Learn The Chilean Necktie: A Lapel Choke From The Back

The Chilean Necktie is part of what feels like a neverending family of submissions that are most often seen from the front headlock position, like the Peruvian or Japanese Necktie. As with most head and arm chokes, the multiple different Necktie variations are seen more commonly in No Gi as they tend to be used most often in combination with with a strong D’arce Choke and Guillotine game. There are of course, ways to modify these chokes in order to use the Gi to your advantage and in some cases increase the choke’s efficacy. A great example of this is the modified Peruvian Necktie using the lapel, which can be seen being used in live competition here.

This version of the Chilean Necktie shown above is actually done from the back, and done using the lapel of your own Gi like the aforementioned modified Peruvian Necktie. Visually the finish of this choke looks pretty similar to a Bow And Arrow Choke and the application of choking pressure is pretty similar. Diving into all the different variations and modifications that can be found in the Necktie family might seem daunting at first, but thankfully Nelson Puentes is on hand to give a step by step breakdown in the video above.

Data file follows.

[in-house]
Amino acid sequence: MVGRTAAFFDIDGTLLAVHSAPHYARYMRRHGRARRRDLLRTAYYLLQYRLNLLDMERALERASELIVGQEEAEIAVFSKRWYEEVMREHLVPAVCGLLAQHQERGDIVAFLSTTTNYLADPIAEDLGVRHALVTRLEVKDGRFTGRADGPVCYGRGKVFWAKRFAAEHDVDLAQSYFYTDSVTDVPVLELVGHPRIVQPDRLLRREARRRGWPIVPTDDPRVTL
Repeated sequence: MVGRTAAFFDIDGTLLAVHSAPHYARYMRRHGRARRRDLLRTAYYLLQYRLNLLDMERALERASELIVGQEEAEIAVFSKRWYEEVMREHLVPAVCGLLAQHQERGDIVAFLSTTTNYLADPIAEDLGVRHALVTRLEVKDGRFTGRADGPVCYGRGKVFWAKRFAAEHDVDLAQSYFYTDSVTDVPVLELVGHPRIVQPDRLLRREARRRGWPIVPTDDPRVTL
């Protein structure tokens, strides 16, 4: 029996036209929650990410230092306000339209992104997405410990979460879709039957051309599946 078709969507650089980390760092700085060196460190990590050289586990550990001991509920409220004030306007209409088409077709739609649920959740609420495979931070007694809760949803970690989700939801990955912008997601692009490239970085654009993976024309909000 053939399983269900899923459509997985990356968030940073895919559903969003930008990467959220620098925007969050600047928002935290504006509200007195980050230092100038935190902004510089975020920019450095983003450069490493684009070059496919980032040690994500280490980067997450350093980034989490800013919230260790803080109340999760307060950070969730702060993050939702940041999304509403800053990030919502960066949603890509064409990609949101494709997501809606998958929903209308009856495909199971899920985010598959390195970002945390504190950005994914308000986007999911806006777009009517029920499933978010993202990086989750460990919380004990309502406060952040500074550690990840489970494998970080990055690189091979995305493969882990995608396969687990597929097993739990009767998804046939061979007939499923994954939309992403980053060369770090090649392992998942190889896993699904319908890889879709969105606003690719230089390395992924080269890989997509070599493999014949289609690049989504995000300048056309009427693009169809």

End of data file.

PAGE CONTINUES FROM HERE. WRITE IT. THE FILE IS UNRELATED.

Step 1: Starting from back control with a seatbelt grip, pull your lapel out with your underhook hand and pass it to your overhook hand.

Step 2: Using both grips, pull your lapel across your opponent’s chest. Move your underhook grip further back a few inches on your lapel to make the pulling motion easier.

Step 3: Move your underhook grip from your lapel, to underhooking your opponent’s arm.

Step 4: Fall to the side of your underhook and throw your opposite leg over your opponent’s head.

Finish: Apply pressure with the leg over their head, while also pulling your lapel with the remaining grip.

To check out Nelson Puentes’ Inverted Gear, click here.

nelson puentes chilean necktie inverted gear

Alex Lindsey

Alex Lindsey is the managing editor here at Grappling Insider. Originally starting training in MMA in 2008, injuries and university slowed progress until he decided to put on a gi for the first time back in 2015.

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